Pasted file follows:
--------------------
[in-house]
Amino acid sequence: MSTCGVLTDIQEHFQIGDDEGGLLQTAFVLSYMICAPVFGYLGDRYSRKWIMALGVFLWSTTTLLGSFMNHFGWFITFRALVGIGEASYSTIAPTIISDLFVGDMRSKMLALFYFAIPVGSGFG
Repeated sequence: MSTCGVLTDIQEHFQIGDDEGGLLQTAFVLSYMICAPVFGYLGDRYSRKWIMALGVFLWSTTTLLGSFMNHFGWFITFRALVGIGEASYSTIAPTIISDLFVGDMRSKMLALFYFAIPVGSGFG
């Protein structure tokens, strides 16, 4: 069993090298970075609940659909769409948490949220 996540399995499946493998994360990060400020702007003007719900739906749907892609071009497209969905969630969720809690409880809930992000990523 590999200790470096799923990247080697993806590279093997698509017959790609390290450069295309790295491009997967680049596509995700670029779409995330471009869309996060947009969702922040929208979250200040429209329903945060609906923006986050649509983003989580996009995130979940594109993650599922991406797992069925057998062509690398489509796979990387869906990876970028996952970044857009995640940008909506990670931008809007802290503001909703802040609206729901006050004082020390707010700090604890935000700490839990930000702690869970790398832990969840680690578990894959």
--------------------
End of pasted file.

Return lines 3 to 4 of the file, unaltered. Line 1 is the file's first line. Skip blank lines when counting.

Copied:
Repeated sequence: MSTCGVLTDIQEHFQIGDDEGGLLQTAFVLSYMICAPVFGYLGDRYSRKWIMALGVFLWSTTTLLGSFMNHFGWFITFRALVGIGEASYSTIAPTIISDLFVGDMRSKMLALFYFAIPVGSGFG
């Protein structure tokens, strides 16, 4: 069993090298970075609940659909769409948490949220 996540399995499946493998994360990060400020702007003007719900739906749907892609071009497209969905969630969720809690409880809930992000990523 590999200790470096799923990247080697993806590279093997698509017959790609390290450069295309790295491009997967680049596509995700670029779409995330471009869309996060947009969702922040929208979250200040429209329903945060609906923006986050649509983003989580996009995130979940594109993650599922991406797992069925057998062509690398489509796979990387869906990876970028996952970044857009995640940008909506990670931008809007802290503001909703802040609206729901006050004082020390707010700090604890935000700490839990930000702690869970790398832990969840680690578990894959």